All evaluation forms and any additional descriptions of their teaching will be inserted into the graduate student’s teaching file. This file will be maintained in the TA Coordinator's office. The evaluations will be used by the TA Oversight Committee to determine whether or not the student has satisfactorily completed the term of teaching. All Ph.D. students are required to complete one term of teaching with a satisfactory performance.
Furthermore, all teaching assistants must have student evaluations of their teaching performed by Office of Measurement and Evaluation. The quantitative analysis of the evaluations is forwarded to the TA Coordinator and aggregated results are reported to the Dean’s office as part of the Graduate Program Assessment.
Teaching Assistants are advised to maintain a teaching portfolio. The guidelines for preparing a teaching portfolio will be distributed to graduate students prior to the start of their first term of teaching. Students may request copies of the material in the TA Coordinator’s files, if desired, for the portfolio.
II. Departmental Policies on Academic Integrity and Affirmative Action
A Teaching Assistant who encounters a situation involving any one of the issues listed below should, when appropriate, first contact the faculty member supervising the course. If the situation cannot be resolved at this level, the TA should then address his or her concerns to the TA Coordinator or a member of the TA Oversight Committee. This committee will provide a mechanism for addressing the issue internally. In each case, the approach will directly follow the policies outlined by the University of Pittsburgh. This committee will also facilitate communication between the Department and appropriate University offices in situations where the conflict cannot or should not be resolved internally.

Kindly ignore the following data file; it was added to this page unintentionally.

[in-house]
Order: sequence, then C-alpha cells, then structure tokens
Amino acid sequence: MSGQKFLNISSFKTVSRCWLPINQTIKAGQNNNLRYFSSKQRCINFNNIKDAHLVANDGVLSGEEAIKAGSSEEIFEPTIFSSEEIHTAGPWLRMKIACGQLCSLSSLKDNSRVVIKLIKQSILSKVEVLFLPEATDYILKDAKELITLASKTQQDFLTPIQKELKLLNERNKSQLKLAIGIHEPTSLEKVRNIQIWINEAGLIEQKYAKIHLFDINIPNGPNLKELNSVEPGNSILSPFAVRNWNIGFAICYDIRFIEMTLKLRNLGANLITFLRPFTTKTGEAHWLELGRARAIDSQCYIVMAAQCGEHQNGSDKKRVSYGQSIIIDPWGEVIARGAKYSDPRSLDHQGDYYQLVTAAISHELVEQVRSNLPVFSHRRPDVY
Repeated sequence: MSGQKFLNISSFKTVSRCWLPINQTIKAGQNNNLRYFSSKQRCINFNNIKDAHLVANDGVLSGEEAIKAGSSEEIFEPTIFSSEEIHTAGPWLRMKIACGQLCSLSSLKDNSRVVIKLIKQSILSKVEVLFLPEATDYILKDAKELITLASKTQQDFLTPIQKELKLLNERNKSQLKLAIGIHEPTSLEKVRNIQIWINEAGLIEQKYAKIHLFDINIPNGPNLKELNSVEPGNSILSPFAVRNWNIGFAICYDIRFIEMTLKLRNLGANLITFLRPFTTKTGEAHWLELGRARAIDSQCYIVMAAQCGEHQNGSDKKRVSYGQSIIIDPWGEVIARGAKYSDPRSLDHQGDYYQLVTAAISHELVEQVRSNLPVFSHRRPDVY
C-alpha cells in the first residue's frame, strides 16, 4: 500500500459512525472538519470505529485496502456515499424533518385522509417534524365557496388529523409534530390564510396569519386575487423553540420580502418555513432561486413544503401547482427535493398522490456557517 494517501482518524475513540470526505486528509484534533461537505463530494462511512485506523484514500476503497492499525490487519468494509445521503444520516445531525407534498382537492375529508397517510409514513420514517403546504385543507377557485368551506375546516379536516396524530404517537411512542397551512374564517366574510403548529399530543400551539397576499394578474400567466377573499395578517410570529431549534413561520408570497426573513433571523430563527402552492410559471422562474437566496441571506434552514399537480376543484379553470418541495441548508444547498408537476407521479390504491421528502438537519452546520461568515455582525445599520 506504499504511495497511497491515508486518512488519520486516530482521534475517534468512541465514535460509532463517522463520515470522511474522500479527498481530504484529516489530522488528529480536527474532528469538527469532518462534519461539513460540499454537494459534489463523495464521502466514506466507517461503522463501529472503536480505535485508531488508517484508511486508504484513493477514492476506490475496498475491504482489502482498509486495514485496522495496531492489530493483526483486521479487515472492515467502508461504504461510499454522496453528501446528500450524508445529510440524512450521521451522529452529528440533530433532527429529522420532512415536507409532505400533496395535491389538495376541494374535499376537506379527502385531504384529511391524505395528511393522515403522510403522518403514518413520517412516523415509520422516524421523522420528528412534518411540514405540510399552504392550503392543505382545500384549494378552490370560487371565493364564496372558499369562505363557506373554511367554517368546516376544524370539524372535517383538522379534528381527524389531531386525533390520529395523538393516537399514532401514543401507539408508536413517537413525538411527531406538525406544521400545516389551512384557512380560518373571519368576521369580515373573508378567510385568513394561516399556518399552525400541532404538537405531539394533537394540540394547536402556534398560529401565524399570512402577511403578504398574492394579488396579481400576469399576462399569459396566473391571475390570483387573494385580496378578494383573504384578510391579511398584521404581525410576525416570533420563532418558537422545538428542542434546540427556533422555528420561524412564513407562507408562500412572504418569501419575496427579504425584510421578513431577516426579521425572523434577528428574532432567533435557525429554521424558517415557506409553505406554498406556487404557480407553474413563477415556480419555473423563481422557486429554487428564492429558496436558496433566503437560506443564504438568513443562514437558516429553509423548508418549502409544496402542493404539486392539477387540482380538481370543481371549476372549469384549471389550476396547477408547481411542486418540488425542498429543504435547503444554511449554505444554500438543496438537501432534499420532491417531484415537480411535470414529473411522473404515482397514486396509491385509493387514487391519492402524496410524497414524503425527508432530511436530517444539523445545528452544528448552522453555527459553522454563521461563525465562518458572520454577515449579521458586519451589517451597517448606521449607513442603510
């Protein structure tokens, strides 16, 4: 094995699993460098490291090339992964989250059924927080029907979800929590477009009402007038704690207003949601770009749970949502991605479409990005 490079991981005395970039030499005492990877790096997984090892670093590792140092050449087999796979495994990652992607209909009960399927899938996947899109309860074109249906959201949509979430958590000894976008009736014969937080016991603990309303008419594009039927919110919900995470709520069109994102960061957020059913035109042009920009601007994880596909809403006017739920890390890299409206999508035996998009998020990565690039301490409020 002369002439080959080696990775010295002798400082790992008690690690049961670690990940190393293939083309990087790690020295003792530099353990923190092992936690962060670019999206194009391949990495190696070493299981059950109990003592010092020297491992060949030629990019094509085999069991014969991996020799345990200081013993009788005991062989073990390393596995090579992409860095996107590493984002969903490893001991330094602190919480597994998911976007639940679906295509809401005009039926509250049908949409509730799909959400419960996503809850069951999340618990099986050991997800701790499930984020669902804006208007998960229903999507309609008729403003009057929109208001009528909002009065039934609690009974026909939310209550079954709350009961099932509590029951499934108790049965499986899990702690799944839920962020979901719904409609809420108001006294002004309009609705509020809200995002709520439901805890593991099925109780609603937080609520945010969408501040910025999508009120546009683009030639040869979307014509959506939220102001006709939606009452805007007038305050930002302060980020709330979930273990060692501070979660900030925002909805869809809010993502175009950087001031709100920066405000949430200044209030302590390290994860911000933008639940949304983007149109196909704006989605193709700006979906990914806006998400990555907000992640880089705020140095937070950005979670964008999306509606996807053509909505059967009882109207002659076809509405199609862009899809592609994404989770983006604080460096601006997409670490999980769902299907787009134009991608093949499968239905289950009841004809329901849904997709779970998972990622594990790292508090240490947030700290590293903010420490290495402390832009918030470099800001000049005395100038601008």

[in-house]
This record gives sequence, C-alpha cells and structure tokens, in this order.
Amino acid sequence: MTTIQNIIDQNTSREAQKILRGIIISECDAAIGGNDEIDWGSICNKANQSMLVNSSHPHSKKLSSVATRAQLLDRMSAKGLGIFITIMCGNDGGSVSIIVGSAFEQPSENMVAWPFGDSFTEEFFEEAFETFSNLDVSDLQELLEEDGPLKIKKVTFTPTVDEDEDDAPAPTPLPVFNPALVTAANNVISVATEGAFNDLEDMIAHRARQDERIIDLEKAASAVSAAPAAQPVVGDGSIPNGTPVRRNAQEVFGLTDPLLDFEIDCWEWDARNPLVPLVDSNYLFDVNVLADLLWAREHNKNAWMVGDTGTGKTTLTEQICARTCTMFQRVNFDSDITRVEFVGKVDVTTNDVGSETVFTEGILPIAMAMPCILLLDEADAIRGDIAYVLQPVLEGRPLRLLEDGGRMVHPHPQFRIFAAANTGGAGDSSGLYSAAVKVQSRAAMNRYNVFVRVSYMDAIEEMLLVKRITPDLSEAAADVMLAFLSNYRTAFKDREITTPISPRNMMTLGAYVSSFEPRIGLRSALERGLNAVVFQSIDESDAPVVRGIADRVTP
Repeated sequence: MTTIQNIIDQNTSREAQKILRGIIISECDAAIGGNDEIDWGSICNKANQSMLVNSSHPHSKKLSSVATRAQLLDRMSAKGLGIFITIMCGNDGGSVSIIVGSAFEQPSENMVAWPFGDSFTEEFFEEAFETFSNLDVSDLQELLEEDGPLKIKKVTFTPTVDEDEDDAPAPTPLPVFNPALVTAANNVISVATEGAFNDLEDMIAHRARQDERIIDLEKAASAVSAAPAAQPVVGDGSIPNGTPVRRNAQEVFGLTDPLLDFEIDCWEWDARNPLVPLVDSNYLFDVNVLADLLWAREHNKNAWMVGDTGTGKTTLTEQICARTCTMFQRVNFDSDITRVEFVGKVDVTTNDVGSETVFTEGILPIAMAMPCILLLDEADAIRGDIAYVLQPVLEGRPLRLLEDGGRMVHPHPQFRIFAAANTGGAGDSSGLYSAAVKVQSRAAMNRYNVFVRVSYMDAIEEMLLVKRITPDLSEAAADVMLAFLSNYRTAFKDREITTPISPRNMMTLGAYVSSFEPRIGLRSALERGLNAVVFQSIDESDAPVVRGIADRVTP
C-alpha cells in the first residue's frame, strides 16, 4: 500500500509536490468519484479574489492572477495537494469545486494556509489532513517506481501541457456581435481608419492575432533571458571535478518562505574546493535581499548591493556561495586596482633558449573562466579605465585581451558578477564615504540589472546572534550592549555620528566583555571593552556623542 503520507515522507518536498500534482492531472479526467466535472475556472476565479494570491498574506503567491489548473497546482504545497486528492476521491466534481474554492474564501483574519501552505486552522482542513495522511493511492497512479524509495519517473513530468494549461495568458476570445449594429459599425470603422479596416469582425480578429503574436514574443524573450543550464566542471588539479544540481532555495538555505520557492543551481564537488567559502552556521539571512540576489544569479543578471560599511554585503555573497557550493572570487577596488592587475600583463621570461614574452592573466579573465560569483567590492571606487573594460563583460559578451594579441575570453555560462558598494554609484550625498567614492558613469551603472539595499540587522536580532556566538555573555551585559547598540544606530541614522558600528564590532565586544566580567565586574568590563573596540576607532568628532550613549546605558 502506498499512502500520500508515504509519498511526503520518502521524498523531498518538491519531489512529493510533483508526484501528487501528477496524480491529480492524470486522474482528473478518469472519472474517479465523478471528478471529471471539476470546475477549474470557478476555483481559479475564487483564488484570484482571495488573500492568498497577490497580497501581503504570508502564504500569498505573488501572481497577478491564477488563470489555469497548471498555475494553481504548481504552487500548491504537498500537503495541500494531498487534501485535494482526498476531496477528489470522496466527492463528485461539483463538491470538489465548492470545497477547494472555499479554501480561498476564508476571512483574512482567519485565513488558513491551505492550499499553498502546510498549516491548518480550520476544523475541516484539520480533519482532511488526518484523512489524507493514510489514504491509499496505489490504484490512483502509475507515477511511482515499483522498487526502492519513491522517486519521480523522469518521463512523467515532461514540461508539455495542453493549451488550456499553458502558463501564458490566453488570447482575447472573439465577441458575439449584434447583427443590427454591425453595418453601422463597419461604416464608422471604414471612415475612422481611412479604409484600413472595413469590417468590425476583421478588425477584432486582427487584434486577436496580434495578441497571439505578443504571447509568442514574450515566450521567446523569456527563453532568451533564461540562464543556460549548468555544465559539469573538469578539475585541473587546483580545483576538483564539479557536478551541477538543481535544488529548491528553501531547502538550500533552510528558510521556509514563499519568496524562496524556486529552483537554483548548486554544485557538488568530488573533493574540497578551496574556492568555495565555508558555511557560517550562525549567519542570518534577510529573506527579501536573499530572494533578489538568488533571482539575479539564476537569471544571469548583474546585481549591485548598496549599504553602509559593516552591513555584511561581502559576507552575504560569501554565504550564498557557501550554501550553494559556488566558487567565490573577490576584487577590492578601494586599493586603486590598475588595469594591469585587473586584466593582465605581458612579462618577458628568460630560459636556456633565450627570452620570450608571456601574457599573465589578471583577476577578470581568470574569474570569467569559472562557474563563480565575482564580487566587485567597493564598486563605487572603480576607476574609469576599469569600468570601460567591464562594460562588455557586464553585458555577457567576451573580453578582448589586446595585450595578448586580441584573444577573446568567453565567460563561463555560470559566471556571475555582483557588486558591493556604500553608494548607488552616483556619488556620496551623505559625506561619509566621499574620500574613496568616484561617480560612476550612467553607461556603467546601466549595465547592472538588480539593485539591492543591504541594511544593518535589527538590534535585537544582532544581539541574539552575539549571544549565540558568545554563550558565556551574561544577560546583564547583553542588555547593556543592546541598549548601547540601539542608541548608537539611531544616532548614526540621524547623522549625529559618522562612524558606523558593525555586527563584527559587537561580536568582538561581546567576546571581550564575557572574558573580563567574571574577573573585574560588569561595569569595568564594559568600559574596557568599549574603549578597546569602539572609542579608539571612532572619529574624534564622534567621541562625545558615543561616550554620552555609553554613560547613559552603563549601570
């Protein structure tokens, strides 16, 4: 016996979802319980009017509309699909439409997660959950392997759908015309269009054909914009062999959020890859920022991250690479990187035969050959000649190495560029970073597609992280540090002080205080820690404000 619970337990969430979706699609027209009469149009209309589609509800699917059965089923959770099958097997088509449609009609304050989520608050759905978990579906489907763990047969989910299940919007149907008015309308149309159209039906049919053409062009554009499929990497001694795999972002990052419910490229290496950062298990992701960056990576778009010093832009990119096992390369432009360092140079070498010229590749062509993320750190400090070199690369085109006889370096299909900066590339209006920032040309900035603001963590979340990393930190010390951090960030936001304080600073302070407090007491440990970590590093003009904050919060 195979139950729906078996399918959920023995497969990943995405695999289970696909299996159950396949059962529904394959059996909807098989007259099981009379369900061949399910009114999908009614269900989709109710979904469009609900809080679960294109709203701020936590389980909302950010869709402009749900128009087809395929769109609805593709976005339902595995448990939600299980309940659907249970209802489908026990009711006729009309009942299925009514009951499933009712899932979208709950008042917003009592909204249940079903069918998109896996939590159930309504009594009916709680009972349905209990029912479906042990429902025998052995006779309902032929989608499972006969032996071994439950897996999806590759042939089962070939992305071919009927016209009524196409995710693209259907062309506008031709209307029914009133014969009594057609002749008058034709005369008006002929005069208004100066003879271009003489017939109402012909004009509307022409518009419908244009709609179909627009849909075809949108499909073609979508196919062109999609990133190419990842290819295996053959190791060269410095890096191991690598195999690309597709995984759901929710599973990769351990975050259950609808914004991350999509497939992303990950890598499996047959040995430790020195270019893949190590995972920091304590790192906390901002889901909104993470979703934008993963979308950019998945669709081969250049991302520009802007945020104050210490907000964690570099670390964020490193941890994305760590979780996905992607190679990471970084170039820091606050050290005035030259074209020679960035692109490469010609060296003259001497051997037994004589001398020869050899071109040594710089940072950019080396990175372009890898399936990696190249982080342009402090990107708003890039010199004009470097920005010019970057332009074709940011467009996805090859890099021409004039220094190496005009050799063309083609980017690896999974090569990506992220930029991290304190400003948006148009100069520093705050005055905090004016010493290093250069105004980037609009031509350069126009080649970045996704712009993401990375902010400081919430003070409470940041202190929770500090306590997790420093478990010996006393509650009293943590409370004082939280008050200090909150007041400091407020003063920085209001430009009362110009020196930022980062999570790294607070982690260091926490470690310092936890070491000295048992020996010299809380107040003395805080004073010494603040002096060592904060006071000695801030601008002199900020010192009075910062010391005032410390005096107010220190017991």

Cheating and Plagiarism
Any Teaching Assistant who observes a student violating any of the student obligations as outlined in the University of Pittsburgh School of Arts and Sciences Academic Integrity Code (http://www.as.pitt.edu/faculty/policy/integrity.html) should immediately contact the faculty supervisor.
Racism, Sexism and Sexual Harassment
All students must have completed the University’s online course on the prevention of sexual harassment in the first year and prior to teaching for the first time (http://training.newmedialearning.com/psh/pitt/). The university policy on sexual harassment is located at http://www.bc.pitt.edu/policies/policy/07/07-06-04.html and the policy on nondiscrimination, equal opportunity, and affirmative action is located at http://www.bc.pitt.edu/policies/policy/07/07-01-03.html.
III. Departmental Guidelines for Teaching Assistants
Types of Assignments
In the Department of Biological Sciences, Teaching Assistants are assigned to laboratory sections, recitation sections, and as graders/facilitators for large lecture courses. Lecture courses are taught by faculty members and lab courses are taught and/or coordinated by faculty members who in turn supervise the Teaching Assistants. The Department of Biological Sciences does not typically assign any Teaching Assistants as independent instructors.
Requests for Assignments and Notification